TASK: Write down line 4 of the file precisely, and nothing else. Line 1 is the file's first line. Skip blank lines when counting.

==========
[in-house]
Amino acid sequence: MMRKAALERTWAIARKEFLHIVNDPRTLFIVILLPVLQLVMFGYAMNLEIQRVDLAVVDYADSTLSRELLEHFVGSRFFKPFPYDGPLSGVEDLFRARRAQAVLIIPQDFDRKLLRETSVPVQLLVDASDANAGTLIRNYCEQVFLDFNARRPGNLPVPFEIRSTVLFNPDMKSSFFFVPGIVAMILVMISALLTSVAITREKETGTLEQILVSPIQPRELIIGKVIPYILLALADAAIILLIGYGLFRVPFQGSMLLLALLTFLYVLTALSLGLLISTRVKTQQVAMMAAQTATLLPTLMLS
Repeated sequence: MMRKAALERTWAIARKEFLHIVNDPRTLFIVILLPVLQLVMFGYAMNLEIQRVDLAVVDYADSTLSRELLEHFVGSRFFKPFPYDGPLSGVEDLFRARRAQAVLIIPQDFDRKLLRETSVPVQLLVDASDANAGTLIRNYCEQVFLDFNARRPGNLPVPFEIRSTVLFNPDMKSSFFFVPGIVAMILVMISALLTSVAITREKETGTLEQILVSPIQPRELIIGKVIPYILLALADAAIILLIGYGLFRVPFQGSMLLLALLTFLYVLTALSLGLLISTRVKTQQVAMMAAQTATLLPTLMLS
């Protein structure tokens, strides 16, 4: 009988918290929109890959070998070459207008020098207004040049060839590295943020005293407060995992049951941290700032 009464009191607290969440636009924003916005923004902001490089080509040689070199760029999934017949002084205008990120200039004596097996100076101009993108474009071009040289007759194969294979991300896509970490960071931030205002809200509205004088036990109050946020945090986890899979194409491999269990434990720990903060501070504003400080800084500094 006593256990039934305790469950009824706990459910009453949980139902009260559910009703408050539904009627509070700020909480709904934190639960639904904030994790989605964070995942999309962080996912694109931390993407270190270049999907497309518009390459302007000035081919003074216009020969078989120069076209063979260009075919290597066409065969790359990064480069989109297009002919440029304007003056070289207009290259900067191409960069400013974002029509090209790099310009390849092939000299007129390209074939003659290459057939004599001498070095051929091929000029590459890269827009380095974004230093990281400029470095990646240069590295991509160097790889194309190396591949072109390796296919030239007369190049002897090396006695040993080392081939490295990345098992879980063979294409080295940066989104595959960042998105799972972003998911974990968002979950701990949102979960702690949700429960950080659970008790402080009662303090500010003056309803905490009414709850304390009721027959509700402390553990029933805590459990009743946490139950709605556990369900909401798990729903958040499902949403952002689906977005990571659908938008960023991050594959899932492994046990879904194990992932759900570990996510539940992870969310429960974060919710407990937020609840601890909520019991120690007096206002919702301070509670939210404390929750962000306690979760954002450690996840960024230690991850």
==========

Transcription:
């Protein structure tokens, strides 16, 4: 009988918290929109890959070998070459207008020098207004040049060839590295943020005293407060995992049951941290700032 009464009191607290969440636009924003916005923004902001490089080509040689070199760029999934017949002084205008990120200039004596097996100076101009993108474009071009040289007759194969294979991300896509970490960071931030205002809200509205004088036990109050946020945090986890899979194409491999269990434990720990903060501070504003400080800084500094 006593256990039934305790469950009824706990459910009453949980139902009260559910009703408050539904009627509070700020909480709904934190639960639904904030994790989605964070995942999309962080996912694109931390993407270190270049999907497309518009390459302007000035081919003074216009020969078989120069076209063979260009075919290597066409065969790359990064480069989109297009002919440029304007003056070289207009290259900067191409960069400013974002029509090209790099310009390849092939000299007129390209074939003659290459057939004599001498070095051929091929000029590459890269827009380095974004230093990281400029470095990646240069590295991509160097790889194309190396591949072109390796296919030239007369190049002897090396006695040993080392081939490295990345098992879980063979294409080295940066989104595959960042998105799972972003998911974990968002979950701990949102979960702690949700429960950080659970008790402080009662303090500010003056309803905490009414709850304390009721027959509700402390553990029933805590459990009743946490139950709605556990369900909401798990729903958040499902949403952002689906977005990571659908938008960023991050594959899932492994046990879904194990992932759900570990996510539940992870969310429960974060919710407990937020609840601890909520019991120690007096206002919702301070509670939210404390929750962000306690979760954002450690996840960024230690991850």